What’s in a Name? The 5 Types of Domain Names and Which One Is Right for You

  • Aug 20, 2018

Don’t underestimate the power of the right domain name! Keep in mind this will be linked in your email signature, displayed proudly on your business cards, printed on catalogs, and well, just about any marketing materials you could ever want to make. For SEO purposes, your domain is one of the main elements search engines will consider when looking for your website.

So what’s the right formula? We’ve got several options for you to explore below!

The 5 Types of Domains

1. A domain with a focus on personal branding: establishes authority and builds credibility

Examples: HayleySalyer.com, RobbinsBrothers.com, JackDaniels.com, BarnesandNoble.com

Why you might want to use it for your business:  If you’re a one-man-show or even a very small business where you are the epicenter of all networking and sales calls, why not make sure your clients remember your name? In fact, any other name might not be as sweet — if you are a one-person operation, you won’t want to mislead clients into thinking they’ll have multiple points of contact for their projects. Just keep ‘em coming to you.


2. A domain with a pinpoint on your offerings: 
clearly states the purpose of your business and can provide you with a boost in SEO

Examples: EcoFriendlyPromotionalProducts.com, ToysRUs.com, FreeCreditReport.com

Why you might want to use it for your business: Talk about great SEO results, you’ve got search engines’ attention with that keyword-rich URL. You’ll never leave anyone wondering what the purpose of your business is and cut straight to the chase. The downside? Unfortunately, in this day and age, these generic URLs can occasionally look like spam. There’s a possibility you’ll thwart website visitors and get your email messages thrown into a junk folder. But don’t panic, this type of domain can be done right. Since you sacrifice a little specificity in the URL, you’ll just have to invest a little more in website design and brand identity to establish credibility. A super professionally designed website will send the right message and you’ll still enjoy the perks of that keyword-rich URL.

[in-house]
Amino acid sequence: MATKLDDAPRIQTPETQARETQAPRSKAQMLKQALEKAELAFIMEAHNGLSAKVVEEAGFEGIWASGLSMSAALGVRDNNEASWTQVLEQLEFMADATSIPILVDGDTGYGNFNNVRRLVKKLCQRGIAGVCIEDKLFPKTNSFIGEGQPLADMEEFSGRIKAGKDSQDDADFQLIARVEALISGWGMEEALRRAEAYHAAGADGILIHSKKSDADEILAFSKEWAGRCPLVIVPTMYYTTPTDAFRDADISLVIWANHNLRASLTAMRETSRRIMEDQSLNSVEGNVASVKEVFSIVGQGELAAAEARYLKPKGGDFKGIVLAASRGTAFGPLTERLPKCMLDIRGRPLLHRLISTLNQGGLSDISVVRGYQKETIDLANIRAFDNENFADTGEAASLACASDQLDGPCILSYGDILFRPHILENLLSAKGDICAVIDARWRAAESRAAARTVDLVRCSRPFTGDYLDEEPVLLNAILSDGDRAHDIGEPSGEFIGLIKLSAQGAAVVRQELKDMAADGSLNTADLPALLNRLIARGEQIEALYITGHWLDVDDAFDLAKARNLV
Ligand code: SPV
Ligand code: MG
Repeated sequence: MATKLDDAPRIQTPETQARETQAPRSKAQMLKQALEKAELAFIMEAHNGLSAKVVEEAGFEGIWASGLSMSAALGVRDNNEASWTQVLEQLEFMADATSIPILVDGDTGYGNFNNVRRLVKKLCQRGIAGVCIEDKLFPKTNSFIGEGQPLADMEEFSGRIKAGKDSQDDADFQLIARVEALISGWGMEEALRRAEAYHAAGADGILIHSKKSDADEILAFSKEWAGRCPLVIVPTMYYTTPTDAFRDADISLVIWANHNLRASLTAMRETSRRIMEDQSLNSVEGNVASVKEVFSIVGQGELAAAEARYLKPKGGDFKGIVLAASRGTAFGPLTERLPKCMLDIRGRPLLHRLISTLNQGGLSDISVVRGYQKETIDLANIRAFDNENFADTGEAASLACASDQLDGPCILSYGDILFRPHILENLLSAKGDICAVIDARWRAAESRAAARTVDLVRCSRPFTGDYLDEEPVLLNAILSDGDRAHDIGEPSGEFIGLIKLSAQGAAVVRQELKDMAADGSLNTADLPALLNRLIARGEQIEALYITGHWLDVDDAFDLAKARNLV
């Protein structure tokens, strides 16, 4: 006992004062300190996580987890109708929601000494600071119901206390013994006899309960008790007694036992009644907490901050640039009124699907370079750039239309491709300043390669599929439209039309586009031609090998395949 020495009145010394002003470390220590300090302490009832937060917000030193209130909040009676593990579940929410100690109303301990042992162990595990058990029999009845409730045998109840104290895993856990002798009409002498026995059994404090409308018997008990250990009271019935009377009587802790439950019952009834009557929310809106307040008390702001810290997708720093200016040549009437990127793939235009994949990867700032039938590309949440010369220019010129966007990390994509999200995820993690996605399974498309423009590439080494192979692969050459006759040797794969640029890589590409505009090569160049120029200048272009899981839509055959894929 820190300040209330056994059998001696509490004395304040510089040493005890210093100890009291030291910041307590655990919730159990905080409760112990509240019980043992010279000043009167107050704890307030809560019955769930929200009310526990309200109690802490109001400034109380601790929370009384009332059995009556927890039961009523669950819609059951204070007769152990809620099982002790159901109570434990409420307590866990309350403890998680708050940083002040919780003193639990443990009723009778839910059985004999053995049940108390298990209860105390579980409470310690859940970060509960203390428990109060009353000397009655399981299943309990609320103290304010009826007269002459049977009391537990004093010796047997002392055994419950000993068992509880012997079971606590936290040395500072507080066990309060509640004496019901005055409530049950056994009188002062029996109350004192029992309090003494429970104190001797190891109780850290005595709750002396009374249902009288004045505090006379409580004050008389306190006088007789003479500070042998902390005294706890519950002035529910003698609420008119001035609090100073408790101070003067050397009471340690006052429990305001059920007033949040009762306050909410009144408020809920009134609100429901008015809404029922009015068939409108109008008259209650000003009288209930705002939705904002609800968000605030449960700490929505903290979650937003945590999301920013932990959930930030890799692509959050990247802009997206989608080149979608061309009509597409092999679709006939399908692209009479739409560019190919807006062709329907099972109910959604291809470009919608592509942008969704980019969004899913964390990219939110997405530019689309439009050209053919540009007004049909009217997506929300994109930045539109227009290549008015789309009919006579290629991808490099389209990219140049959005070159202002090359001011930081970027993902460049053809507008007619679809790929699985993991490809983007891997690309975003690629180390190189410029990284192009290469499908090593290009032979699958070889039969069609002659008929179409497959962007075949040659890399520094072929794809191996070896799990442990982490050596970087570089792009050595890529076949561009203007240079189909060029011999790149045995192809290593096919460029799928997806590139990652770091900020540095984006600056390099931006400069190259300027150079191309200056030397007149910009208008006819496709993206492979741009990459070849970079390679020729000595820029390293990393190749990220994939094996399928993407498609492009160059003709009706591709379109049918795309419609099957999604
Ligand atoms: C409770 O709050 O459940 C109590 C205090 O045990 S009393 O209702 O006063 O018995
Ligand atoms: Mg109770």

3. A domain with creative, abstract branding:
 builds your brand on suggestive terms that your audience already understand and hint at your business purpose

Examples:  OpenTable.com, FitBit.com, Netflix.com, TheKnot.com

Why you might want to use it for your business:  These creative domains are a good middle ground between generic and completely arbitrary domains (which you’ll learn about next). Your audience will already have some sort of idea what your business is about, and you get the perks of having a unique brand identity. The catch? These clever word associations may limit your ability to expand your business offerings. So just make sure you feel secure in your future business plans or ability to manage more than one domain.


4. A domain with arbitrary branding (or “empty vessel” branding)
: has no direct indication of the company’s purpose, gives you freedom over the associations with your brand name

Examples: Apple.com, Yahoo.com, Hulu.com, Adidas.com, Starbucks.com

Why you might want to use it for your business:  The pros are the cons, here. You get a totally unique URL (likely to not already be taken!) with zero associations. You paint the canvas! But, be prepared to flex some serious branding efforts behind these! Since you’ve got a blank slate, your prospects won’t automatically know what it is that you do. You’re going to need to focus on building up your brand name with loads of self-promotion and marketing efforts to make sure it sticks with your clients. Make sure you have the time and dedication to devote to your efforts! This type of URL offers you lots of flexibility should you grow your business to include more than printing services, or more than promotional products, and so forth. Your invented name gives you the creative control to make it what you want.


5. A hybrid domain: 
blending two or more of the types above to create a creative, but clear domain that serves a purpose

Examples:  SalyerBrandingGroup.biz, ApplePromotionalPrinting.net

Why you might want to use it for your business:  As we mentioned earlier, you’ll get a boost in SEO by including a keyword in your domain, but suppose you still want to include either your company name or an invented name. A hybrid domain achieves the way most users naturally search for your business — your business name and what you do. If you still want to separate your site from the pack, you can mix up your website’s extension, e.g. .net, .biz, .info, .org.